National Pig Association - The voice of the British pig industry

PigWorld Logo

Home > News > Defra publishes avian flu guidance for pig producers
Brussels

Defra publishes avian flu guidance for pig producers

20th Feb 2017 / By Alistair Driver

Defra has published guidance for pig farmers clarifying how their businesses are affected by avian flu restrictions in place across the country, including when pigs might have to be culled. 

poultryCurrently the whole of the UK has been declared a prevention zone, following a series of confirmed cases over the winter.

This does not impose any restrictions on pig keepers but appropriate biosecurity measures must be observed where pigs are kept on the same premises as birds. 

The full briefing document,  prepared by Defra, the Welsh Government, APHA, NPA and the British Pig Association, can be viewed here 

If you are in a protection or surveillance zone

If your pig premises is within either a protection or surveillance zone then you will need to check on the Defra and Welsh Government websites what additional restrictions apply to your premises.

Currently, if you do not have birds on your premises then no additional restrictions apply. However, if birds are also kept on the premises the movement of pigs needs an additional licence under the Avian Influenza control legislation.

A general licence has been published on the Defra website that provides for movements from protection and surveillance zones in both England and Wales.

You should read this licence to check the terms of any movement. You should also check this remains available and in place at the time of your move. If no licence is available you should contact the APHA licensing team.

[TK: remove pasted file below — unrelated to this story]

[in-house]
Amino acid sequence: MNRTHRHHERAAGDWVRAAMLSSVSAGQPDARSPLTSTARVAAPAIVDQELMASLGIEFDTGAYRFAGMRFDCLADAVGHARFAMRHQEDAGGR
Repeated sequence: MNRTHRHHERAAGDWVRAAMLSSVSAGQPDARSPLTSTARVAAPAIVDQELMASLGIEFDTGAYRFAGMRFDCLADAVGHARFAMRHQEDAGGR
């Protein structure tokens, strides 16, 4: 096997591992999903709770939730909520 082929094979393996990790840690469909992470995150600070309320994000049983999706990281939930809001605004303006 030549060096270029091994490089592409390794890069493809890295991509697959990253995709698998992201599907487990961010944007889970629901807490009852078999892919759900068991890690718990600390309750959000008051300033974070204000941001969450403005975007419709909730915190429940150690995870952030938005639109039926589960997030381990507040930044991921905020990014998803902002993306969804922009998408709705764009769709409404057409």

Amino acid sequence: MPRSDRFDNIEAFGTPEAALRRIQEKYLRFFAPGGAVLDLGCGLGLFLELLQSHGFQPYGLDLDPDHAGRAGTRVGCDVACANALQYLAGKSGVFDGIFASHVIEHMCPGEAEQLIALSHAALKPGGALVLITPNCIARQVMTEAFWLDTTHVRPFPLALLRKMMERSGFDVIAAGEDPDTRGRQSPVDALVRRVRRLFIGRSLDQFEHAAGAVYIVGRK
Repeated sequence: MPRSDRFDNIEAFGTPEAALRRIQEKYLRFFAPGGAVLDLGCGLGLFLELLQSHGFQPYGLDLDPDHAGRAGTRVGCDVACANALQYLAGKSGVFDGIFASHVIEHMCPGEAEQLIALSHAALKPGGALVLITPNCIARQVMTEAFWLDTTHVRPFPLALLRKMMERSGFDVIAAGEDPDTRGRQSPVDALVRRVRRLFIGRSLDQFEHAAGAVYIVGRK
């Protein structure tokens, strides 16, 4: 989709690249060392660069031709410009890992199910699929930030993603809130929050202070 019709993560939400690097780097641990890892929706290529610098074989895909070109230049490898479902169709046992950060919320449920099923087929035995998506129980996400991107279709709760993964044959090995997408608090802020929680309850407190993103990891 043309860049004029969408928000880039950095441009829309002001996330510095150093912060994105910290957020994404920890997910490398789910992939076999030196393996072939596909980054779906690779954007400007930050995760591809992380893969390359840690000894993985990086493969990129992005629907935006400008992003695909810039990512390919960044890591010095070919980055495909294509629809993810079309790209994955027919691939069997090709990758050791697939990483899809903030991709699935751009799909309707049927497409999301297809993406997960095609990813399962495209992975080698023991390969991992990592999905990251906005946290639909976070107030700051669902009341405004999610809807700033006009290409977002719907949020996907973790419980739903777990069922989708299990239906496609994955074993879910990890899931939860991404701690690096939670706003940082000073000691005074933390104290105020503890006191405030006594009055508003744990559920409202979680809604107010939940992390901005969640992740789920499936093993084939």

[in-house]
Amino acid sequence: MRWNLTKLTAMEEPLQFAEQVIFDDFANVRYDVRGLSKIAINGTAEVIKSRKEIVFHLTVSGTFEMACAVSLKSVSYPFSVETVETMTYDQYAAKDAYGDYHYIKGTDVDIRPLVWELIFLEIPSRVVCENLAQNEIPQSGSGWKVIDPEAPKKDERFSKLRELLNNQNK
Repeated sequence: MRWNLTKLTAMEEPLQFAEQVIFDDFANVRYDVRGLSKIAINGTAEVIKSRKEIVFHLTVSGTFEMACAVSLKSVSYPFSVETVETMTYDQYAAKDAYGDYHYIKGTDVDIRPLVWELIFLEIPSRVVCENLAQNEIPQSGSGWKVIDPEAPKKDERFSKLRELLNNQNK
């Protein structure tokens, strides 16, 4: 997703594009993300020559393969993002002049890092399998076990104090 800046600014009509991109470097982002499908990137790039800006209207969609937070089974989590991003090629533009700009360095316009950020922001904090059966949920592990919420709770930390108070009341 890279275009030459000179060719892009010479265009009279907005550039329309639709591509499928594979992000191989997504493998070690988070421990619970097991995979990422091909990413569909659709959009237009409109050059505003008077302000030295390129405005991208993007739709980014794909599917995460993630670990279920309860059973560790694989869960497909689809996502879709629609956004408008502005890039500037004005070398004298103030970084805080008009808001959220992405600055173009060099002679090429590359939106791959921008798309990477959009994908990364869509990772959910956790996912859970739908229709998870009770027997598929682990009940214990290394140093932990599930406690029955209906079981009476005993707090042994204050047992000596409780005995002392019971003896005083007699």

More details on licences are available on the guidance document.

Infected Premises

If you keep pigs on the same premises as birds and AI is detected in these birds, the premises will be declared an infected premises.

Pigs will be subject to movement restrictions, and will need to be tested. This may delay the movement of pigs and in the worst case, where the risk of disease is highest, legislation allows for pigs to be culled for disease control purposes.

Each situation is dealt with on a case by case basis by APHA/Defra/Welsh Government, following a veterinary risk assessment.

This is less likely to happen if you have complied with the rules, practice good biosecurity within the premises and kept your poultry housed. 

AI Prevention zone
The rules around housing poultry and other captive birds will change from February 28. This is because long-term housing of birds affects ‘free range’ status under EU regulations.

The document explains that the above rules will still apply to pig keepers who are moving animals in or around declared Protection and Surveillance Zones. 

NPA chief executive Zoe Davies stressed the need for pig farmers to be aware of the risk and to take pre-emptive action to reduce it.

She said: "I would like to reiterate our advice to pig producers to remove any poultry around a pig unit."

The most recent confirmed case was on a 23,000-bird unit in Suffolk in mid-February. Previous confirmed cases over the winter include three linked premises on a commercial game farm in Lancashire, three separate poultry farms in Lincolnshire and backyard flocks in North Yorkshire and Carmarthenshire.

Campaigns